It is almost that time again, time to bring attention to the several million people who die from tuberculosis each year, and the subsequent impact on their families and community. World Tuberculosis Day is March 24th, commemorating the day that Robert Koch announced the discovery of the cause of tuberculosis, Mycobacterium tuberculosis. At times like these, I’m never sure if advocacy groups intend for the public to celebrate the occasion, or simply pay attention to the issue and leverage the publicity for action. So, my personal answer to the question “Do you celebrate World TB Day?” is no. I do not. Instead, I thought I would share the HALI team’s approach to addressing the problem of tuberculosis in Tanzania, and highlight what action is already underway.
Tuberculosis is an ancient disease, one that has afflicted humans since communities began to aggregate in larger groups. But tuberculosis does not just infect humans. TB is zoonotic, and there are a variety of Mycobacterium strains that are infectious to animals and people. In East Africa, one of these strains, Mycobacterium bovis, can infect and cause disease in wildlife, livestock, and people. In cattle, it is often recognized through abortions, or when animals are slaughtered for food by the presence of lesions in bodily tissues, sometimes the lungs or spleen. But M. bovis infection is rare in humans, unless you live in close proximity to animals and rely on them for your livelihood.
Throughout East Africa, communities like the Maassai, Turkana, Sukuma, Barabaig, and Dinka continue to practice traditional livestock husbandry, which for these pastoralist groups is characterized by a nomadic or semi-nomadic livestock production system reliant on extensive grazing and flexible movement of herds and households to available water sources and pasture. In these communities, risks for transmission of M. bovis from animal to people is especially high, as infection occurs when the bacterium is ingested, often through unpasteurized milk or raw or undercooked meat.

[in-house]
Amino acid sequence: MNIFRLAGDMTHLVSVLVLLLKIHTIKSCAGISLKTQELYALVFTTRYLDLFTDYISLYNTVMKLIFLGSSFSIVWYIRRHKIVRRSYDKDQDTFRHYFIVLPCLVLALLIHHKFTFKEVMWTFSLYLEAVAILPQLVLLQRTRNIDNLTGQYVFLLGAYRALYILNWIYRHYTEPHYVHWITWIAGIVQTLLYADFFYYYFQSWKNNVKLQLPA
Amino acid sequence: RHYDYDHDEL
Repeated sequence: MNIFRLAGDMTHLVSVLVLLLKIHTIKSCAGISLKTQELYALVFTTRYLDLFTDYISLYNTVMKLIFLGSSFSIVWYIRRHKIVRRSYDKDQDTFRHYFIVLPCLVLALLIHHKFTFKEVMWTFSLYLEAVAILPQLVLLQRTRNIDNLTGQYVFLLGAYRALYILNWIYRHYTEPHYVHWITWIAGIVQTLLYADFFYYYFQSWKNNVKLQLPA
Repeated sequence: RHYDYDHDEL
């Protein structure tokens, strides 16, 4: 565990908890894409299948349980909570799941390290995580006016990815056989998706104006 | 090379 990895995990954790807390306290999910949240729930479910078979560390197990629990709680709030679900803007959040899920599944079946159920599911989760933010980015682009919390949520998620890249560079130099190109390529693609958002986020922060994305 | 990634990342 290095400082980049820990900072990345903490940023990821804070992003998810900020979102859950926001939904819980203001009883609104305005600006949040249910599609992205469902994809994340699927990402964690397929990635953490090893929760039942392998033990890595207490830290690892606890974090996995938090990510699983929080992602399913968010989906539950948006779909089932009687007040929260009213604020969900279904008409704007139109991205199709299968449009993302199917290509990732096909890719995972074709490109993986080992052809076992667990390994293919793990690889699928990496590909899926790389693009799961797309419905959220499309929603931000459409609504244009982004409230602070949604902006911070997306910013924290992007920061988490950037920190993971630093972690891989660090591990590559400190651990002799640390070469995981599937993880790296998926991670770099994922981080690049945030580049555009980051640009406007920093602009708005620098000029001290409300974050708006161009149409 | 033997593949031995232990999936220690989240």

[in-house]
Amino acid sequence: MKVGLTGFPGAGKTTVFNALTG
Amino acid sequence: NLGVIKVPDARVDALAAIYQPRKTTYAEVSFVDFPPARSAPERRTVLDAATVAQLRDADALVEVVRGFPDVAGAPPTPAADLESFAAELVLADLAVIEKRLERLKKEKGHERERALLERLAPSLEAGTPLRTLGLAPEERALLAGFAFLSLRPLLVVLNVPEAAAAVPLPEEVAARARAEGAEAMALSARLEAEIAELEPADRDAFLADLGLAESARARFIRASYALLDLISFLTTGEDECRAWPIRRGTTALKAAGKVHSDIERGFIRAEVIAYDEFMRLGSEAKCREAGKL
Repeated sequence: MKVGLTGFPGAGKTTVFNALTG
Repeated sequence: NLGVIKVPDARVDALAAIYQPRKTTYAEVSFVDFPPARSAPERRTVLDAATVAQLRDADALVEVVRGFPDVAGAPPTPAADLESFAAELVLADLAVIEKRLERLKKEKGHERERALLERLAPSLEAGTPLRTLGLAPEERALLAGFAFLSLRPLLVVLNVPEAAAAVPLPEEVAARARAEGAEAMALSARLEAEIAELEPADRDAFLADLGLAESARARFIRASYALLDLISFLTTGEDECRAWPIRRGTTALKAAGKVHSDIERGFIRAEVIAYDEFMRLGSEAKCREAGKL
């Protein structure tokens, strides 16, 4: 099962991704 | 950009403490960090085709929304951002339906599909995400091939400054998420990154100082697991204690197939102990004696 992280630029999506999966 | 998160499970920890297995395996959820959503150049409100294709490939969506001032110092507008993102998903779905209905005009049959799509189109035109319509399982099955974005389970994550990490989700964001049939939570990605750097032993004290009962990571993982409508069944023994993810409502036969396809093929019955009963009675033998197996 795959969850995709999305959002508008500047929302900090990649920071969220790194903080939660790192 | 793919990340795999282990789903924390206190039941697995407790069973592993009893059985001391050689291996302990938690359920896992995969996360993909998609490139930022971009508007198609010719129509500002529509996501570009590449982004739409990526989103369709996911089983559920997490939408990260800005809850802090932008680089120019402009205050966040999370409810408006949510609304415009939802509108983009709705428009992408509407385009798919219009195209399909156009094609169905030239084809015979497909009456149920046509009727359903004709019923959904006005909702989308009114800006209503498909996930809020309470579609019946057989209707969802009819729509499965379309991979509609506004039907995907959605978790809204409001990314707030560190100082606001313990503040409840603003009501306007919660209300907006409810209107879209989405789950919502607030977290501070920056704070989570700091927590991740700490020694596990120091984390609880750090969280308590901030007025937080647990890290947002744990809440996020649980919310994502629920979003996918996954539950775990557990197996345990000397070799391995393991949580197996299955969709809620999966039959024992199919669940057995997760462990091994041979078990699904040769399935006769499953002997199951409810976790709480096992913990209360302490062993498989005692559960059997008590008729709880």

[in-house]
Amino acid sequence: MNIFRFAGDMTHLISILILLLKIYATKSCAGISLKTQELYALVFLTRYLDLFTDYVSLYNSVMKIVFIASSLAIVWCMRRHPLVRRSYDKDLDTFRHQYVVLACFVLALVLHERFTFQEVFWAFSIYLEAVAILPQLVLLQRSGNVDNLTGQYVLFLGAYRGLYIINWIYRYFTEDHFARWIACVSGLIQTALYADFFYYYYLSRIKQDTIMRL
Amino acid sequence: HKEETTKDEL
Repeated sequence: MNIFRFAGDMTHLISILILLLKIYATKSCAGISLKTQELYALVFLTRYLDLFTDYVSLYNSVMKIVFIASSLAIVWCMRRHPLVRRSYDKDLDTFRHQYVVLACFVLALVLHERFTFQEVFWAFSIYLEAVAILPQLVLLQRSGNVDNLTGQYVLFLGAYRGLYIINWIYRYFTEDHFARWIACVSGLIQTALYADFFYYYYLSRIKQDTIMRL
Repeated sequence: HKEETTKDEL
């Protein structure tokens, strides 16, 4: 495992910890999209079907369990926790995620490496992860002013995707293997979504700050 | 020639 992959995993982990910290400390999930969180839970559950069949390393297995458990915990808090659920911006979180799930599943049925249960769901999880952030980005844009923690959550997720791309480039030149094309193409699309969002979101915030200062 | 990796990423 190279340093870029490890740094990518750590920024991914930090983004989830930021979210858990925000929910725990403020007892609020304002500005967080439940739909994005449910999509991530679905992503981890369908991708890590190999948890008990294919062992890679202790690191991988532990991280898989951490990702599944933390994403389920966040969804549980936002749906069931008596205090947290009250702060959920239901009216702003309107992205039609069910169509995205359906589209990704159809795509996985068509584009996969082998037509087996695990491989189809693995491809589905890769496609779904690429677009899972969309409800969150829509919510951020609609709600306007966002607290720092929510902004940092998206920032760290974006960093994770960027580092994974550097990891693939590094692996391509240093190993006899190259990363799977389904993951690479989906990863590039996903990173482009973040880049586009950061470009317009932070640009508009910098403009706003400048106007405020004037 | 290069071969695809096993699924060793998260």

HALI has been working with pastoralists in the Ruaha ecosystem of Tanzania to better understand how animals and people are infected with M.bovis and other strains of TB, and how best to prevent exposure and disease in animals and people. Through a ‘healthy herds make healthy people’ approach, the project worked at first to understand the prevalence and transmission pathways of tuberculosis to cattle herds in the area, and investigated the underlying socio-economic challenges influencing household health and livelihoods.
Watch HALI’s field team test cattle for TB…
With a better understanding of the transmission dynamics behind tuberculosis in herds, HALI researchers then began investigating wildlife and environmental sources of infection, by collecting and analyzing samples from water and soil. Working with a team led by Elizabeth Wellington at the University of Warwick, new methods for detecting TB in the environment are now being investigated and validated. Concurrently, through funding from the National Institutes of Health, Goodluck Paul is leading a new effort to better understand TB transmission dynamics between herds and households through a partnership with the Tanzania National Institute of Medical Research and the University of California, San Francisco. This partnership is a true One Health collaboration, with medical doctors and veterinarians teaming up in the field and visiting pastoralist bomas. The teams are testing both animals and people for exposure to TB, research that when combined with the environmental transmission pathways research, will help inform better strategies to combat TB infection in animals and people and reduce the overall TB burden in the Ruaha area.
For more information on HALI’s NIH project or tuberculosis research, please contact the HALI team.
To learn more about World Tuberculosis Day, please visit USAID’s Global Health World TB Day site.
Click on the link to download USAID’s full FY2010 Report to Congress on the Global TB Context [PDF, 2.2MB].